This leads to the third question, on the Chinese growth model. Post-cultural revolution, China was deficient in modern technology. The innovation popularised by Deng Xiaoping was to create Special Economic Zones(SEZs), which were nothing but a few large province-sized geographies where institutions and laws similar to western best practices were allowed to operate in place of the usual Chinese laws. In these geographies, new cities and best-in-class industrial/commercial areas were built. Foreign companies and foreign nationals were freely permitted entry with minimal Chinese government interference and maximal support. 

It is often forgotten that over 50 to 60 per cent of Chinese exports are actually export sales of EU/US companies located in China, rather than exports of Chinese-owned companies. It is this ability to attract foreign investment which created the ‘Chinese miracle’. The structure of actual investment, product mix and energy intensity was governed by global demand and technological capacities, and not Chinese intent. If these companies had not set up shop in China, they would have done so elsewhere, requiring the same energy intensities.

Climate change

This leads to the final issue of the most appropriate growth model during times of climate change. Indian per capita emissions are only 1.8 tonne annually. In the US, this figure is 15, around 9 in the EU, and in China the figure is around 7 tonne.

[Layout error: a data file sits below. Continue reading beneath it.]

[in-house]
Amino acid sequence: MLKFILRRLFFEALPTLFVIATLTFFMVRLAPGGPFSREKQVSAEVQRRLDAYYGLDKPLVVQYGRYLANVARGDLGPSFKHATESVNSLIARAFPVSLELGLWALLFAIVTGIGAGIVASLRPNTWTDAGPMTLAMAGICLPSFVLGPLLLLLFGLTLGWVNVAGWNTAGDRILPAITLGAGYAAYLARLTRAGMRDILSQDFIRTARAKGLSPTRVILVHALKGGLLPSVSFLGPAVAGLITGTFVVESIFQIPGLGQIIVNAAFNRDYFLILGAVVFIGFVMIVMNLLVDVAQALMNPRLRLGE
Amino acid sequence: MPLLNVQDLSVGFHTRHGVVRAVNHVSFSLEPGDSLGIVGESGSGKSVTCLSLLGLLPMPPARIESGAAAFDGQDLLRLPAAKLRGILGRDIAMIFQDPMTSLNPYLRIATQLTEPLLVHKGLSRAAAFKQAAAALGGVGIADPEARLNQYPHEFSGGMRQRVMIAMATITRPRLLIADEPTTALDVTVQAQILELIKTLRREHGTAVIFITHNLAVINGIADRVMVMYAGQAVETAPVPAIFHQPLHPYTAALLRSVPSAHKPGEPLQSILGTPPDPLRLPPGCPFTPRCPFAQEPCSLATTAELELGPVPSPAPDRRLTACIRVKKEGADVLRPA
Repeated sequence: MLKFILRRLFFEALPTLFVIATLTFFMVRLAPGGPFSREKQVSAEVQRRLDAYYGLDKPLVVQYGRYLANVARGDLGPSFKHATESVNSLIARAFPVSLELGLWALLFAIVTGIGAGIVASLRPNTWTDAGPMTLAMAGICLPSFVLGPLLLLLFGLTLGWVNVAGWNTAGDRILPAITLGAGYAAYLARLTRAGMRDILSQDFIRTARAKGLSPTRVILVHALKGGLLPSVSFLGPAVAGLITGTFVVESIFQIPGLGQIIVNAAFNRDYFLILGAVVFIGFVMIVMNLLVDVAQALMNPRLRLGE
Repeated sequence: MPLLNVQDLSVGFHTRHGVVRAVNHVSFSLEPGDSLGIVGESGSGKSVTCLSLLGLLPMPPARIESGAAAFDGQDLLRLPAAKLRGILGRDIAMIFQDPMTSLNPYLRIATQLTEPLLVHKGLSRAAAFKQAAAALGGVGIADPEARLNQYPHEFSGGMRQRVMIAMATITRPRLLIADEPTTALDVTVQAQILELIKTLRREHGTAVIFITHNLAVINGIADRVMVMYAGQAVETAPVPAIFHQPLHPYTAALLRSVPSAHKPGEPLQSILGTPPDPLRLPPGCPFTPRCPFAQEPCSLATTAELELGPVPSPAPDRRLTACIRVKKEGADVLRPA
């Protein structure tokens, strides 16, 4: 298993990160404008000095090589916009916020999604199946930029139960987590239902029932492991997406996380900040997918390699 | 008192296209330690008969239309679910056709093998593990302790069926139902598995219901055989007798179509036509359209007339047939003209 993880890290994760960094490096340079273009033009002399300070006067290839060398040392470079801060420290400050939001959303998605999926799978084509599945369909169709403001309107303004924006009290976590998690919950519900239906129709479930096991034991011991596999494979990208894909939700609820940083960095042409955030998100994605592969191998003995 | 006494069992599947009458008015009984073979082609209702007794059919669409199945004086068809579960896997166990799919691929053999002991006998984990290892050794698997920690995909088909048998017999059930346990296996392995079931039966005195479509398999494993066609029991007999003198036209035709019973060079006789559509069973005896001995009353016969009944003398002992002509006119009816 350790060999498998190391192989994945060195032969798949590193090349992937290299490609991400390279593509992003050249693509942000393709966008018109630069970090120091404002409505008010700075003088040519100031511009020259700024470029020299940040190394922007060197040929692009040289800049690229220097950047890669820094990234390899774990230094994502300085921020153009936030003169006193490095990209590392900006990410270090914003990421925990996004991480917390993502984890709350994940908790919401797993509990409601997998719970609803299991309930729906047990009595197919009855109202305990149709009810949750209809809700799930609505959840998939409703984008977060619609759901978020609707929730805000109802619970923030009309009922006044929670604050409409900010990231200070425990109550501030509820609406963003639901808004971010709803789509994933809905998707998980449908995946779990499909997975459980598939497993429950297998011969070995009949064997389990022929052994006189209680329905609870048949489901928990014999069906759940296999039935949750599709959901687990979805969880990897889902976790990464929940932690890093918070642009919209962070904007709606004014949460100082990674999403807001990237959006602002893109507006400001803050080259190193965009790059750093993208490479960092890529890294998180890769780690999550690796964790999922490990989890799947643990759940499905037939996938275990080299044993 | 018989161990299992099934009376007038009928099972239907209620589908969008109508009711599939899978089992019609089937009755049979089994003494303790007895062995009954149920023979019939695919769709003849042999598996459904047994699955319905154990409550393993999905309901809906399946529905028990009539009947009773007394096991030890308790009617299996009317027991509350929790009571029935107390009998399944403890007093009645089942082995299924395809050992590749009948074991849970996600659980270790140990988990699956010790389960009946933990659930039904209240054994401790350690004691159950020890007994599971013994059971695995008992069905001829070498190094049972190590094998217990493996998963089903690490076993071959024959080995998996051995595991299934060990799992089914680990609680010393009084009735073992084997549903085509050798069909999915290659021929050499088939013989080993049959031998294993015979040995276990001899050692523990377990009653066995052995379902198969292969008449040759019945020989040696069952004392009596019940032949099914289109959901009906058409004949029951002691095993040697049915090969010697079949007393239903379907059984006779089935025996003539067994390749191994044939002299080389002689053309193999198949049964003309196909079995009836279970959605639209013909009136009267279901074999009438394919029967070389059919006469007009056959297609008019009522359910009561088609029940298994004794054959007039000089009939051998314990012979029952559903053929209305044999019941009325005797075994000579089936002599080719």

So, the basic cause of the problem lies outside our shores. However, admittedly, the relative CO2 emissions by Indian industrial processes are significantly higher than even the US.

Incentivising the adoption of modern technology through Foreign Direct Investment will only assist in improving our industrial processes and further reduce our per unit emissions. Given our large population and geographical size, it will be illogical to not simultaneously promote and seek to attract all forms of modern investment. It is the structure of global demand, politics and trading arrangements, which will dictate what type of investments actually materialise, and in what sequence. 

(T C A Ranganathan is former chairman, Export-Import Bank of India)



Source link